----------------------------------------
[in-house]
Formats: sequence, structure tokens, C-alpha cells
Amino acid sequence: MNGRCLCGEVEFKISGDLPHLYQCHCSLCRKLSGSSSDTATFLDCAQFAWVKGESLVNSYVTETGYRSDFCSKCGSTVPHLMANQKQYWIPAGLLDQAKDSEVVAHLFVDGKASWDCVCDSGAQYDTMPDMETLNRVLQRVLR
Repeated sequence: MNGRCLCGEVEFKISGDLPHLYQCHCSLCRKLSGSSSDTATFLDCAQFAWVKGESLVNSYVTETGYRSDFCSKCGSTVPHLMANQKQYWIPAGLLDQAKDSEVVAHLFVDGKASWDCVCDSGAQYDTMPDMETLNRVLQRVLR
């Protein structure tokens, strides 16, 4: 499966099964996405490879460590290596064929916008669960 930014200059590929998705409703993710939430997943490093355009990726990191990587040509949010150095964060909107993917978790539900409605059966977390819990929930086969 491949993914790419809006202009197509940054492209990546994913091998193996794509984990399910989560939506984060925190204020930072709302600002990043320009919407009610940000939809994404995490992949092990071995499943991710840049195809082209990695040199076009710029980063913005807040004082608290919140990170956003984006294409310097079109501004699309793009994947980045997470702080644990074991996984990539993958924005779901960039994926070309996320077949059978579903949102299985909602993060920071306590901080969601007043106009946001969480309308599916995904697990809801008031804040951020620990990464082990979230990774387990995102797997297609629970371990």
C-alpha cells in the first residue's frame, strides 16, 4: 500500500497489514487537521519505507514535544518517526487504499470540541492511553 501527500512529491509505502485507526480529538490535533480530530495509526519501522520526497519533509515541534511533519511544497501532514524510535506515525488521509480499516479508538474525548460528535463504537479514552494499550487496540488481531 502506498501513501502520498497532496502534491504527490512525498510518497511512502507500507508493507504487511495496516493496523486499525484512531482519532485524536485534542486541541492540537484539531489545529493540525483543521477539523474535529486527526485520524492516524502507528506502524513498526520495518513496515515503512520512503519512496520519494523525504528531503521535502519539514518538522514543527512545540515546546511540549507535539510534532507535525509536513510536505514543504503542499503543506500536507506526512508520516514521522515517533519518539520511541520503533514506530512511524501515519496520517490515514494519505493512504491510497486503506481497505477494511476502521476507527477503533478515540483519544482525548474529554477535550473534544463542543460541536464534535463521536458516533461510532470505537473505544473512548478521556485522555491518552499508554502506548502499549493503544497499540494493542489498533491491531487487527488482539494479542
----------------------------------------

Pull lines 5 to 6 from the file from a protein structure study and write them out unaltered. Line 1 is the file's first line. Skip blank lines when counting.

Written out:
């Protein structure tokens, strides 16, 4: 499966099964996405490879460590290596064929916008669960 930014200059590929998705409703993710939430997943490093355009990726990191990587040509949010150095964060909107993917978790539900409605059966977390819990929930086969 491949993914790419809006202009197509940054492209990546994913091998193996794509984990399910989560939506984060925190204020930072709302600002990043320009919407009610940000939809994404995490992949092990071995499943991710840049195809082209990695040199076009710029980063913005807040004082608290919140990170956003984006294409310097079109501004699309793009994947980045997470702080644990074991996984990539993958924005779901960039994926070309996320077949059978579903949102299985909602993060920071306590901080969601007043106009946001969480309308599916995904697990809801008031804040951020620990990464082990979230990774387990995102797997297609629970371990």
C-alpha cells in the first residue's frame, strides 16, 4: 500500500497489514487537521519505507514535544518517526487504499470540541492511553 501527500512529491509505502485507526480529538490535533480530530495509526519501522520526497519533509515541534511533519511544497501532514524510535506515525488521509480499516479508538474525548460528535463504537479514552494499550487496540488481531 502506498501513501502520498497532496502534491504527490512525498510518497511512502507500507508493507504487511495496516493496523486499525484512531482519532485524536485534542486541541492540537484539531489545529493540525483543521477539523474535529486527526485520524492516524502507528506502524513498526520495518513496515515503512520512503519512496520519494523525504528531503521535502519539514518538522514543527512545540515546546511540549507535539510534532507535525509536513510536505514543504503542499503543506500536507506526512508520516514521522515517533519518539520511541520503533514506530512511524501515519496520517490515514494519505493512504491510497486503506481497505477494511476502521476507527477503533478515540483519544482525548474529554477535550473534544463542543460541536464534535463521536458516533461510532470505537473505544473512548478521556485522555491518552499508554502506548502499549493503544497499540494493542489498533491491531487487527488482539494479542